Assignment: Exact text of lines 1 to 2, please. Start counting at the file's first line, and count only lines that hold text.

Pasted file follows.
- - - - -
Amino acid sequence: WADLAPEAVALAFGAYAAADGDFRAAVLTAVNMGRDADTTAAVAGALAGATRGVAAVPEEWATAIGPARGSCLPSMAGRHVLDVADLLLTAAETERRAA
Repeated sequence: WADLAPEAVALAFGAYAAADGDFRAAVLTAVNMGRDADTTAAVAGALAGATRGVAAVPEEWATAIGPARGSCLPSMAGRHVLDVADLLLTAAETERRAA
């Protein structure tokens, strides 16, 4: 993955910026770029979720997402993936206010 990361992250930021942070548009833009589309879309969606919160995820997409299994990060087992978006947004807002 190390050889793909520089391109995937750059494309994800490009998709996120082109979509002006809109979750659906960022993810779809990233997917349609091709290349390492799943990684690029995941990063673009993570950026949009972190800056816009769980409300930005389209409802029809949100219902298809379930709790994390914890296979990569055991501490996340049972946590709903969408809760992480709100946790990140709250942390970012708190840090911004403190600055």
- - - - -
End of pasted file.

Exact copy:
Amino acid sequence: WADLAPEAVALAFGAYAAADGDFRAAVLTAVNMGRDADTTAAVAGALAGATRGVAAVPEEWATAIGPARGSCLPSMAGRHVLDVADLLLTAAETERRAA
Repeated sequence: WADLAPEAVALAFGAYAAADGDFRAAVLTAVNMGRDADTTAAVAGALAGATRGVAAVPEEWATAIGPARGSCLPSMAGRHVLDVADLLLTAAETERRAA